≤24  106 (0.465)  10 (0.028)  16.60  0.47c  0.65  0.85  0.91  0.94 
25–26  37 (0.162)  15 (0.042)  3.86  0.17  0.30  0.56  0.71  0.79 
27–30  45 (0.197)  73 (0.202)  0.98  0.05  0.1  0.25  0.38  0.49 
31–33  23 (0.101)  96 (0.266)  0.38  0.02  0.04  0.11  0.20  0.27 
≥34  17 (0.074)  167 (0.463)  0.16  0.008  0.02  0.05  0.09  0.14 
Total  228 (100)  361 (100)             

CI: cognitive impairment; No CI: no cognitive impairment; LR: likelihood ratio.


No subjects (probability within column).


Prevalence of cognitive impairment in this study.


Post-test probability.

Figure 4.

Dispersion diagram of the Fototest scores with respect to Eurotest and verbal semantic fluidity (VSF).

Figure 5.

Fototest scores by GDS stage.


The results of the FOTOTRANS study show that Fototest is a valid, useful instrument in the identification of DEM and CI in general neurology consultations under everyday clinical practice conditions. The discriminant validity was slightly lower for CI, a logical finding given the more difficult diagnosis of CI. This tends to occur in all instruments, whether abbreviated or full.

The overall discriminant value measured as the AUC of Fototest for DEM (0.95±0.02) and CI (0.86±0.02) was lower than that of T@M.19 The latter is a recent instrument evaluating various types of memory and specifically designed for the detection of Alzheimer's disease in the prodromal phase. In the only study conducted, T@M showed a very high unspecified dementia (UD) level for both Alzheimer's disease (AUC 0.99) and for amnestic CI (AUC 0.93). The reasons for this could be manifold. Firstly, the controls were healthy volunteers in the T@M study; those with subjective memory complaints were explicitly ruled out. These control subjects were probably a normal population. This would make them much easier to differentiate with respect to subjects with AD and DEM than our controls, who were from a clinical sample in which all were neurological patients and reported memory loss (>25%) or some circumstance (disease, drugs) that could compromise their cognitive performance (>50%) in a high proportion of cases. Secondly, T@M is a specific instrument for memory assessment. Therefore, the study paid attention to the diagnosis of Alzheimer's disease and amnestic cognitive impairment. In contrast, in our study the attention was on dementia and cognitive impairment in general, rather than on amnestic profile impairment. A recent study using the 2 instruments reported a similar diagnostic usefulness and associated cost. The only significant difference was that Fototest required less than 3min to be administered whereas T@M needed almost 7min.7,8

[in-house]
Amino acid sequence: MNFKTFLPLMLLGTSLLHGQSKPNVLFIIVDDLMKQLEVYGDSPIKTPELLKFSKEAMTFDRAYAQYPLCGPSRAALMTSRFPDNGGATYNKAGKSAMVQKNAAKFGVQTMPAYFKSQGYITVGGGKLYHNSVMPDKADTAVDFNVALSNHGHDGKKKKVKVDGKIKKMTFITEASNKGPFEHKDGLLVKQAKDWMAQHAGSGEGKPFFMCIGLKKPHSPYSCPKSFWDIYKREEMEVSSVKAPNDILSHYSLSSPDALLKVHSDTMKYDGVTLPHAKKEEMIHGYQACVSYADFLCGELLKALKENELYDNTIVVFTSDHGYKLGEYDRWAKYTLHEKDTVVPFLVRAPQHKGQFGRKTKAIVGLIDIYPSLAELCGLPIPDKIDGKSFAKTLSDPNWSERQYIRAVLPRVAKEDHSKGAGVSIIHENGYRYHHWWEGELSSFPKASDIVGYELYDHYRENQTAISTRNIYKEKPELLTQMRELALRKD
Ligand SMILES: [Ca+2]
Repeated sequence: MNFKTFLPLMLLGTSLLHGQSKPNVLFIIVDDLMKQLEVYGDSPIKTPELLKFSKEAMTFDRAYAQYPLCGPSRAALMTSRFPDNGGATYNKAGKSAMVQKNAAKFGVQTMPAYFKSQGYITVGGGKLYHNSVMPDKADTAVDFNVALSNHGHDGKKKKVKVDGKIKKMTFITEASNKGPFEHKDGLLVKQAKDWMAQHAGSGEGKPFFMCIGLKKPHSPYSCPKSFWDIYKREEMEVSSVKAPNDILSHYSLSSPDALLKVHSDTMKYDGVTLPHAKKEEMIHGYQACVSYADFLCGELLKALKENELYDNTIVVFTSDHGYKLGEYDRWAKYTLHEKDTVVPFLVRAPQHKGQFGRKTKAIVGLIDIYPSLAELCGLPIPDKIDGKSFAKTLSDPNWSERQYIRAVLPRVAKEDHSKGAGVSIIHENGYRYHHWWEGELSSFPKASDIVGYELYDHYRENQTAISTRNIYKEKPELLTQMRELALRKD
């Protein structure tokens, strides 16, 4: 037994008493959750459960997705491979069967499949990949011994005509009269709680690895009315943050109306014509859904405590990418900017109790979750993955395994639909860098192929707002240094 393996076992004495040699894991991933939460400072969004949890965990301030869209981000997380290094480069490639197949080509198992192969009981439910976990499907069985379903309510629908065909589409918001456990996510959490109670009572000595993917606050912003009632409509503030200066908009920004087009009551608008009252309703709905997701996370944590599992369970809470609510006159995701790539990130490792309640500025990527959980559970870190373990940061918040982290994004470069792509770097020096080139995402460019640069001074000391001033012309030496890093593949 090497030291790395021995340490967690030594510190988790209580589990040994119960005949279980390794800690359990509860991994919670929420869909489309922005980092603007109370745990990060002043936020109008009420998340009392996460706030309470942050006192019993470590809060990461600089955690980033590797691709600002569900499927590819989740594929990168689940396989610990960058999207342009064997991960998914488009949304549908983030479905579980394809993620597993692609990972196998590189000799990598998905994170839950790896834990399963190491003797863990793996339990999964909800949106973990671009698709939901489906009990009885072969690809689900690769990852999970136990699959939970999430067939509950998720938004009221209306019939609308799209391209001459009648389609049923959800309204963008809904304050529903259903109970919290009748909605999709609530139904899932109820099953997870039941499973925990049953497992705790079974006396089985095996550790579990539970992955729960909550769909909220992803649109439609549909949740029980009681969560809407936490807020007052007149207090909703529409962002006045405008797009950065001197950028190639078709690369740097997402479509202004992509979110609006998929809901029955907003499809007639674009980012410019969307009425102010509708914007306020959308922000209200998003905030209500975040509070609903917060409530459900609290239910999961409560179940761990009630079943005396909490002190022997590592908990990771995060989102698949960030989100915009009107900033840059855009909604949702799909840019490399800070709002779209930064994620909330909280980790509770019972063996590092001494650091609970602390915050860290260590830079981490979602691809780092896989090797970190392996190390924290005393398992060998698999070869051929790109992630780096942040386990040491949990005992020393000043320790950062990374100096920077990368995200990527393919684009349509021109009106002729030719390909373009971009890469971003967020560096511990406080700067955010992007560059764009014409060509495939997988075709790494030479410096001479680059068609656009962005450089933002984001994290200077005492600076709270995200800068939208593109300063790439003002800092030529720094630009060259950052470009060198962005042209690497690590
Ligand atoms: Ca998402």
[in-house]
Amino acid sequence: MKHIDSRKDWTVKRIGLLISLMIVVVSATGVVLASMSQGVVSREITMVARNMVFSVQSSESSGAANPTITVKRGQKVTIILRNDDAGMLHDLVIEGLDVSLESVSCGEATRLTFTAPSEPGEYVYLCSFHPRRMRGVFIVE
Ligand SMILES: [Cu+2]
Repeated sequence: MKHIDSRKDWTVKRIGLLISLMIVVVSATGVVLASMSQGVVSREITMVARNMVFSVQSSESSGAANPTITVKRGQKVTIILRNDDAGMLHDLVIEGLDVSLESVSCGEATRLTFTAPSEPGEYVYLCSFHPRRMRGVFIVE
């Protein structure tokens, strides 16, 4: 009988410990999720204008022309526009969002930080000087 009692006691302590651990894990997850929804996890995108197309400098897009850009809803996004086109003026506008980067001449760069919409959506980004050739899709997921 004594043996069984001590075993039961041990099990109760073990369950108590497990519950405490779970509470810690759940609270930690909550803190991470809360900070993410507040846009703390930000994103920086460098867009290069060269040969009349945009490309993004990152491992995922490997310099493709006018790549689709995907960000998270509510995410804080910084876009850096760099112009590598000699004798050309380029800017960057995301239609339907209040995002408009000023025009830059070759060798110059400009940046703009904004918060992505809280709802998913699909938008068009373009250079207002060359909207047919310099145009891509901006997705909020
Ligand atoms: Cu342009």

There was no difference between the discriminant capacity of Fototest and that of Eurotest, an instrument of proven effectiveness and validity in subjects with a low level of education.20 The Eurotest results for DEM in this study (AUC 0.95) were very similar to those found in another multicentre study21 conducted with this instrument (AUC 0.93), thus ensuring its strength and validity. While easy and short, Eurotest is more complex to implement and evaluate and takes longer to administer (about 7min). Therefore, Fototest should be the first choice, since it has the same usefulness and is much easier and faster to apply.

Other brief instruments for CI that have been evaluated in our country are the adaptations of the MIS22 and MoCA23 instruments. The results of the Spanish adaptation of MoCA,24 a new abbreviated instrument that is becoming widespread and was specifically developed for the identification of CI, are very modest, especially for CI (DEM AUC 0.89 and CI AUC 0.69). In a prospective study in a clinical sample, the Spanish adaptation of MIS25 with the cut-off point 4/5 showed an acceptable level of validity for the identification of DEM and CI (AUC 0.92 for both). The negative side is that MIS requires that subjects be able to read and write; consequently, it cannot be applied to illiterate subjects, and an additional tool must be available for such cases.

The results were also strong and consistent, and remained stable in various subanalyses. There were no significant differences between the results obtained in the southern regions, where the overall level of education was lower, and centres in the northern part of the country. Neither were the results altered when the sample excluded cases provided by researchers from hospitals in Granada or in all of Andalusia (data not shown).